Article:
Judge Throws Out $US11 Million Award To Madden's Original Programmer

Judge Throws Out $US11 Million Award to Madden's Original Programmer

A US federal judge threw out a jury's award of $US11 million to the programmer of the original John Madden Football, saying there was no evidence Electronic Arts copied his work for use in future editions of the game without paying royalties to which he would be entitled.

Attorneys for Robin Antonick, the programmer, told the San Francisco Chronicle they would appeal. The decision came in a federal district court, meaning Antonick will go to a US Court of Appeals.

In July, a jury found that EA used code and features developed by Antonick in versions of Madden published on consoles between 1990 and 1996. Antonick also has a second claim that subsequent editions of Madden also incorporate his work without compensating him; no decision there has been reached.

In the case of mid-1990s Maddens, US District Court Judge Charles Breyer ruled that the jury did not and should have compared the games side-by-side — John Madden Football, published in 1988 for personal computers, and the John Madden series later published for the Sega Genesis and Super Nintendo. Breyer said the side-by-side comparison was necessary to reach a verdict of copyright infringement.

The jury instead based its decision on the testimony of an expert witness for Antonick, who said the versions of Madden in question all used the same plays, formations and player rating structure.

"Without the opportunity to view each of the versions, the jury had no basis for evaluating whether the changes addressed altered each subsequent game," Breyer wrote.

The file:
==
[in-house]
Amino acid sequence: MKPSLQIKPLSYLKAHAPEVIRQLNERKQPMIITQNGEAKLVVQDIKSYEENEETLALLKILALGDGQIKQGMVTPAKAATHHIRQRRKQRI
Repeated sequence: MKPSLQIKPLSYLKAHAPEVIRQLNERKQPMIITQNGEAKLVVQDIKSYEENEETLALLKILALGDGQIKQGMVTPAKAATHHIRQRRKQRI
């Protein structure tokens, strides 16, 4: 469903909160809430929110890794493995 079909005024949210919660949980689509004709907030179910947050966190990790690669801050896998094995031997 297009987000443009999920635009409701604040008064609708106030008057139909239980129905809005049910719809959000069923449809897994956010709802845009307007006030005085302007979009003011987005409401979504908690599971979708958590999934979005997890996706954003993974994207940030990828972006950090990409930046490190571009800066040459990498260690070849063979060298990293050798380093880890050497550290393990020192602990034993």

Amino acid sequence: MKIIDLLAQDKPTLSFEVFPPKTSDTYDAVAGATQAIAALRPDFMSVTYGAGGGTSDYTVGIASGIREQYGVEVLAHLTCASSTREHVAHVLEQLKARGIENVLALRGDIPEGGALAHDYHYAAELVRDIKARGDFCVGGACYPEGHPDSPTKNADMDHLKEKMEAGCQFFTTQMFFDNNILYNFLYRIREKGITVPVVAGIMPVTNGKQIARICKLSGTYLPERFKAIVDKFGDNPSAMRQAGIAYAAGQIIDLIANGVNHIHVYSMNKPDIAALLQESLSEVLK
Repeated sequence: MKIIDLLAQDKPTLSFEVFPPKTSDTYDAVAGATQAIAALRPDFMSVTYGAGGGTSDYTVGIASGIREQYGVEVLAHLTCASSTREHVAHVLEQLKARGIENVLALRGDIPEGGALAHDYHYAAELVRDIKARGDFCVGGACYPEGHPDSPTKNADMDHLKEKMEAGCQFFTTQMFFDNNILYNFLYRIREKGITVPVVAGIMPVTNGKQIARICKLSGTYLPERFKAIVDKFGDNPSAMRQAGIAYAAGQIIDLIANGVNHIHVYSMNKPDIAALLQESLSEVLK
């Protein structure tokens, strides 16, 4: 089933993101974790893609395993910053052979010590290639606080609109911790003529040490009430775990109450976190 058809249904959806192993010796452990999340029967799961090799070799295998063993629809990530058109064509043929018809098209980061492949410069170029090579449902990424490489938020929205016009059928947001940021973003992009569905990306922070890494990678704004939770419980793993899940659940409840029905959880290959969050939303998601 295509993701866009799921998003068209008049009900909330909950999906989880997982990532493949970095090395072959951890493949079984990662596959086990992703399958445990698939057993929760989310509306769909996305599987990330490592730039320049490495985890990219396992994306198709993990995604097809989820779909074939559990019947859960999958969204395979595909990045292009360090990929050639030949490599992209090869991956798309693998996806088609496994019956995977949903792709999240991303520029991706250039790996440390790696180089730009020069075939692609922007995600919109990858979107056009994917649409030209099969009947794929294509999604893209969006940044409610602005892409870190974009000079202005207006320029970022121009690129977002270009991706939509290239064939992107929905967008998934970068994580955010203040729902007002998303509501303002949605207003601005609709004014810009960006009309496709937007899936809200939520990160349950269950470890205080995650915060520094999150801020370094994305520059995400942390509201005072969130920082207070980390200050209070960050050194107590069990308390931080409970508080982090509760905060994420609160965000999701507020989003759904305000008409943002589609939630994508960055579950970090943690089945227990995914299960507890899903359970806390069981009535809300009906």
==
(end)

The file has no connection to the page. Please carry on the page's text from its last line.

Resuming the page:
Thus, there existed no evidence from which "a reasonable juror could conclude that (the games) are virtually identical when compared as a whole."

Antonick's lawyer, Robert Carey, told the Chronicle his side will appeal; Electronic Arts' attorney in this matter, Susan Harriman, said in a statement "there is no evidence that any of the Sega Madden games are virtually identical to the Apple II game that Robin Antonick programmed.

"As EA has maintained from day one, Antonick was fully compensated for his work on the Apple II game," Harriman added.


    WTF? Was he not paid for his work when made the original game? Nearly every contract I signed clearly stated, anything I write while on the job is the studios, not the individuals who created it, I cant even write random code work without it technically being owned by my company... this is ridiculous, can someone please explain this situation?

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